[Translation of an article from TeleSUR for May 25.]
More than one percent of the children in the northern city of Ciudad Juárez are orphans. According to official figures, the Mexican city has the highest percentage of narcotics use, especially among adolescents.
At least 10,000 children are orphans as a result of the drug trafficking and violence that has plagued the northern city of Ciudad Juárez, on the border with the United States, considered the most violent in the country, several non-governmental organizations reported on Tuesday.
“We are living in a state of war and the children are adrift,” said Aurelio Páez, director of the Vino, Trigo y Aceite home for orphans.
The 10,000 orphans in Ciudad Juárez represent 1.2 percent of the total population of minors, who number some 795,000. Nevertheless, there are no official figures, a fact considered tragic by Lourdes Almada, technical secretary of the Mesa de Infancia [Childhood Board] of the Consejo Ciudadano por el Desarrollo Social [Citizen Council for Social Development].
“It is tragic that there is not even an official approximation of how many children live as orphans because of violence,” Almada declares.
“The boys and girls who have experienced violence in their families, or among those close to them, are not being taken care of by anyone,” the representative of the Mesa de Infancia remarks.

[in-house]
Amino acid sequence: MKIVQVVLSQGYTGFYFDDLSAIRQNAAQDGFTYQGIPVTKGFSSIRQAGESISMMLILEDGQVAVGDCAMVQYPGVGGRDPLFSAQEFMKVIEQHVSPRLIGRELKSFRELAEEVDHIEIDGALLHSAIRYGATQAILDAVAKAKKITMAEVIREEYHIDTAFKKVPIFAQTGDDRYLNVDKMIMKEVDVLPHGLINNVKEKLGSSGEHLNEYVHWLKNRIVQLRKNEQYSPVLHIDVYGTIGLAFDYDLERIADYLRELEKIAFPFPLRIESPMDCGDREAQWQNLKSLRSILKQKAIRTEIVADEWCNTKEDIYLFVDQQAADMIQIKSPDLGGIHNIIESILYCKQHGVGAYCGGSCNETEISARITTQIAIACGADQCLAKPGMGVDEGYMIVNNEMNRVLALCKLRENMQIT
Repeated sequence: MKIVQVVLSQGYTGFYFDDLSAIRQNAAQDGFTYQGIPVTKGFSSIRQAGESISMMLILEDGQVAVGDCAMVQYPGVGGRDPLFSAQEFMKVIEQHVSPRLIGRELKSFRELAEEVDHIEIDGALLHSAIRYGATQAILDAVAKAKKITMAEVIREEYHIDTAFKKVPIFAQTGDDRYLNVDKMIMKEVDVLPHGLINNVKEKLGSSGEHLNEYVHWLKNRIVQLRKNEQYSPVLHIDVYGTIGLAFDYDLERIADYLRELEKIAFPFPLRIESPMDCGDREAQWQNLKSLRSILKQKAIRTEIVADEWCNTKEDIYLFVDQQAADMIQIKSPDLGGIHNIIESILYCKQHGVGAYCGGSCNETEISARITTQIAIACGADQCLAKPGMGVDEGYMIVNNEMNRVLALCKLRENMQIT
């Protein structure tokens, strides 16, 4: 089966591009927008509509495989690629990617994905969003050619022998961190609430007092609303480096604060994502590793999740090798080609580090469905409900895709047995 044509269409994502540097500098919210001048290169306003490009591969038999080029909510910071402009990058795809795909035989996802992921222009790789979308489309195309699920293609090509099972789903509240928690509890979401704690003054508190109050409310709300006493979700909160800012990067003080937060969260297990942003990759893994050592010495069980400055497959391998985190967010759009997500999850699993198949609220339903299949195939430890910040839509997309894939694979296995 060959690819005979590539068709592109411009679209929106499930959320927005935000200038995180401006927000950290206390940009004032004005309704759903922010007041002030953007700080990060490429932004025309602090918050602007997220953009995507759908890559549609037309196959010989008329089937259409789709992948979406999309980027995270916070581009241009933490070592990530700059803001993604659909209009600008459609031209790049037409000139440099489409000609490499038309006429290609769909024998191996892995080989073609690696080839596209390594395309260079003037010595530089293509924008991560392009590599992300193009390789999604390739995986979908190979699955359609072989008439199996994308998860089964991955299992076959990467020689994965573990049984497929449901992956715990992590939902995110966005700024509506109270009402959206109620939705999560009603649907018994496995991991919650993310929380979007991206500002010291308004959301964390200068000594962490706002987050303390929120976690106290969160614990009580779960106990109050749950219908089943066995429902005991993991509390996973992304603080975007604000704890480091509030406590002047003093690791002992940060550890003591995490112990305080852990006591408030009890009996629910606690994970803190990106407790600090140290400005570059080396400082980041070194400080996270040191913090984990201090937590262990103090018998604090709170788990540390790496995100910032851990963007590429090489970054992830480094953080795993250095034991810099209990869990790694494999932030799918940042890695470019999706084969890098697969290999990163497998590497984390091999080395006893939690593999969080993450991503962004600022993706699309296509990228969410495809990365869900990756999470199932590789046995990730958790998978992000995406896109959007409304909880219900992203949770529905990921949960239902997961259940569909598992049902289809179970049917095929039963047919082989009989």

The Desarrollo Integral de la Familia (DIF) indicates that the numbers could be even greater. Organizations concerned with human rights base their calculations on the assumption that 94 percent of the more than 5,000 killed between December, 2006, and April, 2010, were between 25 and 35 years of age and had on average three children.
The northern city has a higher percentage with a propensity to use narcotics, especially among youths between 12 and 17 years of age, according to research conducted by the Consejo Nacional contra las Adicciones (CONADIC – National Council against Addiction).
CONADIC found 12 percent with such a propensity compared to six percent in the rest of Mexico.
“There is a social depression among youths in Juárez in general because they know that what they are living through should not be happening and not only should they not be orphans but they are angry about how they lost their parents,” states the director of ONADIC, Armando Patrón…
The view from Vino, Trigo y Aceite is part of the reality the children and the other 1.3 million inhabitants of Ciudad Juárez are exposed to, “before the rusty border wall that separates Mexico and the US is a warehouse that used to cover a gigantic tunnel through which drug trafficker Amado Carrillo, ‘El Señor de los Cielos,’ carried drugs in powerful vehicles,” according to the website Impresiones Latinas…